‘The problems now inherent in Scottish education, both falling standards and the attainment gap, are cultural not just structural. Significant progress can only be made with real attempts to alleviate poverty and a genuine alliance of people and organisations across Scotland committed to significant change’.
Rory Scothorne explores the emergence of student radicalism in Scotland, arguing that the politicisation of Scottish students during the “1968 era” has left a lasting impression on Scottish politics and culture rather than the prevailing myth about 1968: it didn’t happen here.
‘(McGarvey’s) aware that many on the left will see this as a cop out but he’s ready with his reply. Of course, the left must continue to argue and campaign for structural change, he tells us, but no real change can happen unless poor people begin to feel powerful in their own lives.
‘Carol Craig has seen and shown how the child is father to the adult, identifying the childhood stresses that result in lifelong damage. But without substantial easing of the economic tensions that strain a household to breaking point, the requisite change isn’t coming any day soon’.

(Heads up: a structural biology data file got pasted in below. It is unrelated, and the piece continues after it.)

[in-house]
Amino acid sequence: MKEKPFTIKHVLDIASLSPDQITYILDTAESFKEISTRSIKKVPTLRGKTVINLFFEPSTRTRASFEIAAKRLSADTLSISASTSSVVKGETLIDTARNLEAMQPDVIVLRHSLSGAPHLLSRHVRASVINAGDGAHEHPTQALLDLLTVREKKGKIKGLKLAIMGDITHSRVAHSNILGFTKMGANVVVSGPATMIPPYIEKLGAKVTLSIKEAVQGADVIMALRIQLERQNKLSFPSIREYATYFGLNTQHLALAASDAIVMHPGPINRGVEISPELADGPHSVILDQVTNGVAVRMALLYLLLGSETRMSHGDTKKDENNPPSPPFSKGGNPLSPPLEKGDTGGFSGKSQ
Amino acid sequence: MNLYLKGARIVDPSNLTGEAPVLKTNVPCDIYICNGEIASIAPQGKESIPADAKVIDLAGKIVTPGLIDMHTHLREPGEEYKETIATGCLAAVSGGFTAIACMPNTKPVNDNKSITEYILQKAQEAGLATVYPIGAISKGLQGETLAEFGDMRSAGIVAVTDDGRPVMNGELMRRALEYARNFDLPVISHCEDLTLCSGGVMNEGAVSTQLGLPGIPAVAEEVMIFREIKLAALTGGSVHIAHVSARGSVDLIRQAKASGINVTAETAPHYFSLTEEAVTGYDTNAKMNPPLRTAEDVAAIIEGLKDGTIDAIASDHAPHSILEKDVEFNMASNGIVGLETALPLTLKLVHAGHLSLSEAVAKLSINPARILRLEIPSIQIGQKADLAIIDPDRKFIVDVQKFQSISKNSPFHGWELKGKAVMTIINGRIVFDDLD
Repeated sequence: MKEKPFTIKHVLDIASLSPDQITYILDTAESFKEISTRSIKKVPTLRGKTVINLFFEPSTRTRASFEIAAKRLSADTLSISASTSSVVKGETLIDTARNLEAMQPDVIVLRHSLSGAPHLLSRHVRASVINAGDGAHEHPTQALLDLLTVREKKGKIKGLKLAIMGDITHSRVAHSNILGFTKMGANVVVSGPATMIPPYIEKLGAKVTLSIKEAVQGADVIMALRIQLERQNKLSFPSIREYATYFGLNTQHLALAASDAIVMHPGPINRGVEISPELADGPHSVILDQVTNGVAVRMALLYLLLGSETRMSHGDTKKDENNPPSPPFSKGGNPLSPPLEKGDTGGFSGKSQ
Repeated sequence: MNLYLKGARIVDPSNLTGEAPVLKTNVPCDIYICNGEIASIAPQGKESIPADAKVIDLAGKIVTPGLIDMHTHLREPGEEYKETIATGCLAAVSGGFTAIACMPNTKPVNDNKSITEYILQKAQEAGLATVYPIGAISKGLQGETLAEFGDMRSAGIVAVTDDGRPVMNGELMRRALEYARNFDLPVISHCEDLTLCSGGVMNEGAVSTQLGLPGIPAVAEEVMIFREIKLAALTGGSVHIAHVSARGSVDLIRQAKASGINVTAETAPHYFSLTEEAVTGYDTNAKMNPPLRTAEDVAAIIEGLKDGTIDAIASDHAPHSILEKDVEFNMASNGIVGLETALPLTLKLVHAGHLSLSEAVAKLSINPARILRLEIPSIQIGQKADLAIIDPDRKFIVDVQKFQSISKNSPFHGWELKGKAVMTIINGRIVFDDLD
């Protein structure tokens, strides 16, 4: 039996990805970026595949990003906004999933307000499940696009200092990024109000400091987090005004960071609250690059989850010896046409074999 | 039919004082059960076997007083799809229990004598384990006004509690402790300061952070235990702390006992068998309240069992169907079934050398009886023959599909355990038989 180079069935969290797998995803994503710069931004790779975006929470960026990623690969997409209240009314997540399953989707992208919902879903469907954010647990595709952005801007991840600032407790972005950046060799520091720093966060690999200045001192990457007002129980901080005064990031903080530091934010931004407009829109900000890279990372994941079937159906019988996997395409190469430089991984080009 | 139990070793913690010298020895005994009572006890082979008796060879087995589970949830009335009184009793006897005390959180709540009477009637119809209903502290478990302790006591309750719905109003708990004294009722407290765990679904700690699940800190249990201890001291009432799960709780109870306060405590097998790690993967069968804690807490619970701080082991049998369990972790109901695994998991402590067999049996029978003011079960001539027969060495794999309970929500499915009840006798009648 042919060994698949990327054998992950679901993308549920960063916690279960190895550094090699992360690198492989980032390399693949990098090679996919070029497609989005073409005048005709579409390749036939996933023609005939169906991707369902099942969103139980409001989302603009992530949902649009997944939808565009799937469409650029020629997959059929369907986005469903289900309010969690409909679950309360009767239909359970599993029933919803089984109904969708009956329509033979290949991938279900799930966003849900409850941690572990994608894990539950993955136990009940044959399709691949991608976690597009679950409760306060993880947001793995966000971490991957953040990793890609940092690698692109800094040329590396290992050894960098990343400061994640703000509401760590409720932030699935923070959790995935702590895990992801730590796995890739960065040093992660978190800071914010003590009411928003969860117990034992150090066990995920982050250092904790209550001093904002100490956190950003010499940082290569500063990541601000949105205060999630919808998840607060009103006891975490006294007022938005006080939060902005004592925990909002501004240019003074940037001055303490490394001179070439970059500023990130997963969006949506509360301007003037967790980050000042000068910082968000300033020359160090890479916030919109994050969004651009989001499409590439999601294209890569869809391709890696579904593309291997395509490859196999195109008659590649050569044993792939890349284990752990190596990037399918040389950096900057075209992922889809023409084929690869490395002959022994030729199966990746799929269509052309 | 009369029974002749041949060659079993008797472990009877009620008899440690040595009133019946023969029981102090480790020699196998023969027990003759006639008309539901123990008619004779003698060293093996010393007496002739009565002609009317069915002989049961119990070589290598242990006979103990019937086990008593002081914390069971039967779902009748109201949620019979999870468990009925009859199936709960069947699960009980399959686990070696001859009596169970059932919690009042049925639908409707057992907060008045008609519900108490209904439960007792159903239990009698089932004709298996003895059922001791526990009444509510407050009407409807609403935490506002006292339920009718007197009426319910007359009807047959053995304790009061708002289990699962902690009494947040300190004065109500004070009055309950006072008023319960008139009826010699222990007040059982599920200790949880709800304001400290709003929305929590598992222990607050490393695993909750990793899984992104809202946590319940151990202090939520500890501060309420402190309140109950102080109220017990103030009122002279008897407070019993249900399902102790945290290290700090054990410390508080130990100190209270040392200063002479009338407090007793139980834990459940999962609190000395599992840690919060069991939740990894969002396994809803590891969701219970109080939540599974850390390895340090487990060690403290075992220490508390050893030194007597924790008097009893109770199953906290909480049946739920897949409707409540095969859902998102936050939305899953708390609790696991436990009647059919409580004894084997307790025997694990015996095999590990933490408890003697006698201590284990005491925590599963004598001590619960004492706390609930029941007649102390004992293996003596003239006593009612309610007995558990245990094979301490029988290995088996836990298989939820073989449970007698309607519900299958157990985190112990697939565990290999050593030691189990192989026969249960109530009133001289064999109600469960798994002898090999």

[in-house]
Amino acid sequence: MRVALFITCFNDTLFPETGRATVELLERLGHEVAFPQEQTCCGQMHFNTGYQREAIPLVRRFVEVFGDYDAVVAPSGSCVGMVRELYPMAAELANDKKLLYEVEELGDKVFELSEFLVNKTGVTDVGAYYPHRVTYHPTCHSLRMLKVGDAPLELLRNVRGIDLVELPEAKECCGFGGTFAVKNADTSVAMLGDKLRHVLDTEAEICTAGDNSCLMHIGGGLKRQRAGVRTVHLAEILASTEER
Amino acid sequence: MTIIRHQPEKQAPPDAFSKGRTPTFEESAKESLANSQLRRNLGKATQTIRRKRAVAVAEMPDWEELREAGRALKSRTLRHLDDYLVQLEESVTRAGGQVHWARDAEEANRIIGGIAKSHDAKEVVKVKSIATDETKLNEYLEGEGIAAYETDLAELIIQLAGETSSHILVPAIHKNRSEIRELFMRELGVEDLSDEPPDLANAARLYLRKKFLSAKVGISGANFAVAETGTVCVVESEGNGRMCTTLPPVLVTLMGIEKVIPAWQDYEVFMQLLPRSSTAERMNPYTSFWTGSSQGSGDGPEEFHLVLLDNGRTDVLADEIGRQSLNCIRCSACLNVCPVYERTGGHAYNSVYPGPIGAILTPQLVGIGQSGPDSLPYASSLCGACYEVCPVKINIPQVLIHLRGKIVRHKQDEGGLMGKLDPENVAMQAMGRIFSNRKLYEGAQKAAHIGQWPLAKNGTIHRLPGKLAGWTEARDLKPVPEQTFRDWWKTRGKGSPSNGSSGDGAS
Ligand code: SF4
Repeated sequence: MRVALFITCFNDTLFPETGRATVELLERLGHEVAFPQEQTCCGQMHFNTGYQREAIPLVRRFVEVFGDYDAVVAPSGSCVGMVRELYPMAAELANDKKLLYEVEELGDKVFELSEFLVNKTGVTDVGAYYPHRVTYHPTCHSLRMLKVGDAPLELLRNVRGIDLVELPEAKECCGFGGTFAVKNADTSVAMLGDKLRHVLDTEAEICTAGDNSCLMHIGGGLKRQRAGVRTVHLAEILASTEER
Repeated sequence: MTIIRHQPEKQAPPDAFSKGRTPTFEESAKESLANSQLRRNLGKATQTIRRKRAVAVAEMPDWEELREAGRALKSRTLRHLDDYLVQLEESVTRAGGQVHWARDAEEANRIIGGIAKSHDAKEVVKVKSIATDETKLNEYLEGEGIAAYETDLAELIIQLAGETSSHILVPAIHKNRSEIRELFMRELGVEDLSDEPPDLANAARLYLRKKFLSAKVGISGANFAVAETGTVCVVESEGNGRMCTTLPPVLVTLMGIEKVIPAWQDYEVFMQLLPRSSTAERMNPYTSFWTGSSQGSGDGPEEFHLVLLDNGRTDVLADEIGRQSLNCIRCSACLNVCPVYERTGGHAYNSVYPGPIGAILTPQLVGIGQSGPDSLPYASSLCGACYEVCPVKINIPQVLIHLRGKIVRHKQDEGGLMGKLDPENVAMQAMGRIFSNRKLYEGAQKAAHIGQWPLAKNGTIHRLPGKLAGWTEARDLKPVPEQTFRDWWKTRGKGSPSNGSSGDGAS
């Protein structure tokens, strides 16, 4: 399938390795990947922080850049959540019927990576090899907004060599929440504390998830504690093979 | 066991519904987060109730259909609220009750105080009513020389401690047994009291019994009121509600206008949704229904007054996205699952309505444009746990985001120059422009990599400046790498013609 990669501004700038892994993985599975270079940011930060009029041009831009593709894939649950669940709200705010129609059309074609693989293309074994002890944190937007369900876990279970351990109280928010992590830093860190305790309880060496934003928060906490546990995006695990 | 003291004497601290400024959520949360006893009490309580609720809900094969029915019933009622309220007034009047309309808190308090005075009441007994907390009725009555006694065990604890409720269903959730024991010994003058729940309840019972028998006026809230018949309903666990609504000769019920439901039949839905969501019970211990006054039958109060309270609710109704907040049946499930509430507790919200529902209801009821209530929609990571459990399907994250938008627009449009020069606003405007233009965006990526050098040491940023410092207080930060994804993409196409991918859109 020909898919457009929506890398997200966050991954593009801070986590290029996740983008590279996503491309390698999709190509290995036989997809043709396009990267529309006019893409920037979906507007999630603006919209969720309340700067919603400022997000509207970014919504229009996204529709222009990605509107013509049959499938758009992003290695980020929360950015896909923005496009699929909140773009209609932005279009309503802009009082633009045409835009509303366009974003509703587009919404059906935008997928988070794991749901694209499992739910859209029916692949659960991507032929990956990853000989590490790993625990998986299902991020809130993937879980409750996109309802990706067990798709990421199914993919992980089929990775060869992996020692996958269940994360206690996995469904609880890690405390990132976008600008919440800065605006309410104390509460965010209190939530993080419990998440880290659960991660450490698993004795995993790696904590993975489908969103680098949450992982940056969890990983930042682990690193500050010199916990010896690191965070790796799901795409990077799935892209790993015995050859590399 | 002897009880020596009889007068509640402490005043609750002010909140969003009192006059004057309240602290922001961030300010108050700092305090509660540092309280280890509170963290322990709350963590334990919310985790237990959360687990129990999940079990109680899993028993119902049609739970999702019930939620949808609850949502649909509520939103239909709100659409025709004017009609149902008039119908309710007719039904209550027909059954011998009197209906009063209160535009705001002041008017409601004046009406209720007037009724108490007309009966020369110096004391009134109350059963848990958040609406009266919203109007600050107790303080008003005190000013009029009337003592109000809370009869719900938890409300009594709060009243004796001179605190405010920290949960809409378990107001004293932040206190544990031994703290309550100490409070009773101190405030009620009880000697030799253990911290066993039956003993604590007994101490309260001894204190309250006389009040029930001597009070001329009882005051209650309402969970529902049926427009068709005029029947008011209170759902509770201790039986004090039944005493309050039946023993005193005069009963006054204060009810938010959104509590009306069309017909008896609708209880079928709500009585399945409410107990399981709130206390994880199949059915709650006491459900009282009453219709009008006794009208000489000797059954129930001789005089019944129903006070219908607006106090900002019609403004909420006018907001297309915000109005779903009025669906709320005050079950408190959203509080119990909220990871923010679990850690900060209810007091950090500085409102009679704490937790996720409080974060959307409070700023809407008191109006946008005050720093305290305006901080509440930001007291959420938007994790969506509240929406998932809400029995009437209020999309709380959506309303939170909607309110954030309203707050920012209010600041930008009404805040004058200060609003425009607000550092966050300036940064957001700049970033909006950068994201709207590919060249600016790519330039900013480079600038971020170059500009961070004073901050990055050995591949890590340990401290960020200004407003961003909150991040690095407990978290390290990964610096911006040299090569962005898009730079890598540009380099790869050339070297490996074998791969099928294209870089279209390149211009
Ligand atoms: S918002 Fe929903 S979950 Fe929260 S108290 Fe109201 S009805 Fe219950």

The language of Scottish education needs to become less boastful and sentimental, and more honest. Professor Walter Humes calls for a national policy debate with people prepared to ask tough questions and challenge orthodoxies of an under-achieving education system.
Nothing in education is simple. Professor Emer Smyth throws light on the complex interplay between gender and class at school and urges special investment in support for working class boys.
Liberty and equality are both desirable, but too much of one can lead to too little of the other. Fraternity – the value of face to face relationships of respect and affection – can help establish a fair balance along with equity. In the third extract from Working for Equality the author pleads the case for a leaving certificate of equal value for all.
“It’s not an English problem any more than it’s a Scottish one, it’s a problem for us all.” Alan Milburn’s research report The Elite of Scotland revealed some uncomfortable facts of life in a nation that prides itself on fairness.
‘And that is the hidden danger in the system, where mediocrity for all is preferred to investing in individual excellence – in every sphere of human activity, including music. The battle to save CoEMS has laid this bare; now we need to fight to rid ourselves of it altogether’.
‘We need to speak up for ourselves and other children from Scotland’s past. We need to fathom out how to protect subsequent generations. As a society we need to recognise how a good childhood, free of toxic stress, forms the basis of future physical and mental health. And as a country we need to admit that nurturing children has never been one of Scotland’s strengths.’